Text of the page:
By allowing ads to appear on this site, you support the local businesses who, in turn, support great journalism.
McEver Arts Academy students get fit with African dance steps
1115dance
McEver Arts Academy kindergartner Iovani Navarro claps his hand to the beat Friday while learning an African dance from a professional instructor. - photo by SARA GUEVARA

About 400 children tested their African dance moves Friday during a presentation by professional African dancer Mo Diakite of French Guynee.

"In Africa, we dance everyday," he explained to students at McEver Arts Academy. "If there's a job in a village, everyone comes to help. As we work, we sing and it makes us go quicker."

The kids jumped to their feet to dance along with Diakite as he showed them West African dances such as "sabar," which is typically danced at weddings. The assembly was held in the school's gym.

"It felt like it brought you to Africa with the rhythm," fifth- grader Genesis Reyes said.

Fifth-grade teacher Nina Idol, who invited Diakite to perform, said that dancing is an increasingly popular activity at the arts academy. Last year, McEver introduced "Zumbatomic," which is taught by Idol, for a fee, after school. The class is just like the dance and exercise program, Zumba, for adults, but the music and moves are catered to children.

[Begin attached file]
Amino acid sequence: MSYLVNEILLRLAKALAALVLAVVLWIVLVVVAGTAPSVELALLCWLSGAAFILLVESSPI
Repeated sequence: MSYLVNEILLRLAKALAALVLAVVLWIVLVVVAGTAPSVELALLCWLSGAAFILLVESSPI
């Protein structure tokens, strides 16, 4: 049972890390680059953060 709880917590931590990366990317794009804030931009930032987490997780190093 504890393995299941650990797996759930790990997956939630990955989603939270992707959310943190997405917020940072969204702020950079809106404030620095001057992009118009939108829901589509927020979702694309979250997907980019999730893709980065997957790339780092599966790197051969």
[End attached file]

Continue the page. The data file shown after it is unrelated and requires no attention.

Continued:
About 50 students are enrolled in the program and school officials are looking at ways to make it a part of the in-school curriculum.

Idol believes that physical fitness has changed since she was a child, when dodgeball was the norm. Activities such as Zumbatomic promote lifelong fitness and keep children more engaged, she said.

"It helps build their self esteem and it might light a fire for their future when they get older. It could be a lifelong love," Idol said.

Fifth-grader Alexis Aldaco said the music is her favorite part of Zumbatomic class, which includes radio hits with safe lyrics.

"It makes it more fun," she said.

The students learn about two new dances a week, and she said it helps improve their flexibility, endurance and cardiovascular health.

"The kids are having fun and sometimes they don't realize they're getting a workout," Idol said.

As she teaches, Idol says students learn the history and culture behind the dance. She invited Diakite to give students a different cultural perspective since Zumba uses Latin rhythm, she said.

Diakite said he hopes the children will find ways to include dance in their everyday lives as well.

 

 

Regional events